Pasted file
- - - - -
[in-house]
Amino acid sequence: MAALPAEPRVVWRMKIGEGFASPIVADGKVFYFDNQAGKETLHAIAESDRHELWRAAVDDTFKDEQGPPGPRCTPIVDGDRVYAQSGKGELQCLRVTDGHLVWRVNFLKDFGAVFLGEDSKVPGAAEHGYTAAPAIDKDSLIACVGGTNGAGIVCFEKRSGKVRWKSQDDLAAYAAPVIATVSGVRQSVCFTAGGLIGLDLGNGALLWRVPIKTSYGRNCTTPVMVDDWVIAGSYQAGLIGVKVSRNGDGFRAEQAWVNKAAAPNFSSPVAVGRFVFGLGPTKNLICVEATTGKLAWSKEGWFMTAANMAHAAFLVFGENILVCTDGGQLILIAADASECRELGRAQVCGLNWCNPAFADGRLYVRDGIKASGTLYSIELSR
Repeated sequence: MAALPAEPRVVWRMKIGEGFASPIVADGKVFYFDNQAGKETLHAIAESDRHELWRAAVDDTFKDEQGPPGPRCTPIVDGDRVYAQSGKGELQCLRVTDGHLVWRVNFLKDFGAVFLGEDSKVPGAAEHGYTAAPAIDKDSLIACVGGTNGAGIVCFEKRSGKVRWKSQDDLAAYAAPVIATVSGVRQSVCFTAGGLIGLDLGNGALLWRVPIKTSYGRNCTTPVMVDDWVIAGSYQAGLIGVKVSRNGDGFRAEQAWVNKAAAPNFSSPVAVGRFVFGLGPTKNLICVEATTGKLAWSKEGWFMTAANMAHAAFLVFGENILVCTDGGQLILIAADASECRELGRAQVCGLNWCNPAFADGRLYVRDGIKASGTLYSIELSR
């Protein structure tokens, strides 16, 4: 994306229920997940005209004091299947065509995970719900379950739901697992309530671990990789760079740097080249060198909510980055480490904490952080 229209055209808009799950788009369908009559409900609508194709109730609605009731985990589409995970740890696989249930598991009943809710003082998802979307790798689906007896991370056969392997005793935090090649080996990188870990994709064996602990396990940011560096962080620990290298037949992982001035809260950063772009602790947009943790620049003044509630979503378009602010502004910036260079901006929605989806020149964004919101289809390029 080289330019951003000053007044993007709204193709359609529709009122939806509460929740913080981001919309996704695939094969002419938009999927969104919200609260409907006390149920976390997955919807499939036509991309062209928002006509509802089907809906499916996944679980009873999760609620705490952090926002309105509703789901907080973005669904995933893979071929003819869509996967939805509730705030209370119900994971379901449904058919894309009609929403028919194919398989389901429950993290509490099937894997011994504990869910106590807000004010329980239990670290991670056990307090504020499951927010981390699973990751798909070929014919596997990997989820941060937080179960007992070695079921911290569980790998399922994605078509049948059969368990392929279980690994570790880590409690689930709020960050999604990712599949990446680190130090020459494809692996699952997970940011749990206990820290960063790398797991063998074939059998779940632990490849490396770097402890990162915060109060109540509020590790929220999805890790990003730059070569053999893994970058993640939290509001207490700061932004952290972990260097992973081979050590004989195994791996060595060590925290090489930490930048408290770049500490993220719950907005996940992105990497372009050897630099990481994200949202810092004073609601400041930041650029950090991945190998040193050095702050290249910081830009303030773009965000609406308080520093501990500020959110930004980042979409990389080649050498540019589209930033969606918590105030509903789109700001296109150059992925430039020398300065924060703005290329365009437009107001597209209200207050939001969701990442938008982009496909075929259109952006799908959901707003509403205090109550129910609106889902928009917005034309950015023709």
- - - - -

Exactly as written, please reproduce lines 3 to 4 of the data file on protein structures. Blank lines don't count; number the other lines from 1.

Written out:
Repeated sequence: MAALPAEPRVVWRMKIGEGFASPIVADGKVFYFDNQAGKETLHAIAESDRHELWRAAVDDTFKDEQGPPGPRCTPIVDGDRVYAQSGKGELQCLRVTDGHLVWRVNFLKDFGAVFLGEDSKVPGAAEHGYTAAPAIDKDSLIACVGGTNGAGIVCFEKRSGKVRWKSQDDLAAYAAPVIATVSGVRQSVCFTAGGLIGLDLGNGALLWRVPIKTSYGRNCTTPVMVDDWVIAGSYQAGLIGVKVSRNGDGFRAEQAWVNKAAAPNFSSPVAVGRFVFGLGPTKNLICVEATTGKLAWSKEGWFMTAANMAHAAFLVFGENILVCTDGGQLILIAADASECRELGRAQVCGLNWCNPAFADGRLYVRDGIKASGTLYSIELSR
């Protein structure tokens, strides 16, 4: 994306229920997940005209004091299947065509995970719900379950739901697992309530671990990789760079740097080249060198909510980055480490904490952080 229209055209808009799950788009369908009559409900609508194709109730609605009731985990589409995970740890696989249930598991009943809710003082998802979307790798689906007896991370056969392997005793935090090649080996990188870990994709064996602990396990940011560096962080620990290298037949992982001035809260950063772009602790947009943790620049003044509630979503378009602010502004910036260079901006929605989806020149964004919101289809390029 080289330019951003000053007044993007709204193709359609529709009122939806509460929740913080981001919309996704695939094969002419938009999927969104919200609260409907006390149920976390997955919807499939036509991309062209928002006509509802089907809906499916996944679980009873999760609620705490952090926002309105509703789901907080973005669904995933893979071929003819869509996967939805509730705030209370119900994971379901449904058919894309009609929403028919194919398989389901429950993290509490099937894997011994504990869910106590807000004010329980239990670290991670056990307090504020499951927010981390699973990751798909070929014919596997990997989820941060937080179960007992070695079921911290569980790998399922994605078509049948059969368990392929279980690994570790880590409690689930709020960050999604990712599949990446680190130090020459494809692996699952997970940011749990206990820290960063790398797991063998074939059998779940632990490849490396770097402890990162915060109060109540509020590790929220999805890790990003730059070569053999893994970058993640939290509001207490700061932004952290972990260097992973081979050590004989195994791996060595060590925290090489930490930048408290770049500490993220719950907005996940992105990497372009050897630099990481994200949202810092004073609601400041930041650029950090991945190998040193050095702050290249910081830009303030773009965000609406308080520093501990500020959110930004980042979409990389080649050498540019589209930033969606918590105030509903789109700001296109150059992925430039020398300065924060703005290329365009437009107001597209209200207050939001969701990442938008982009496909075929259109952006799908959901707003509403205090109550129910609106889902928009917005034309950015023709």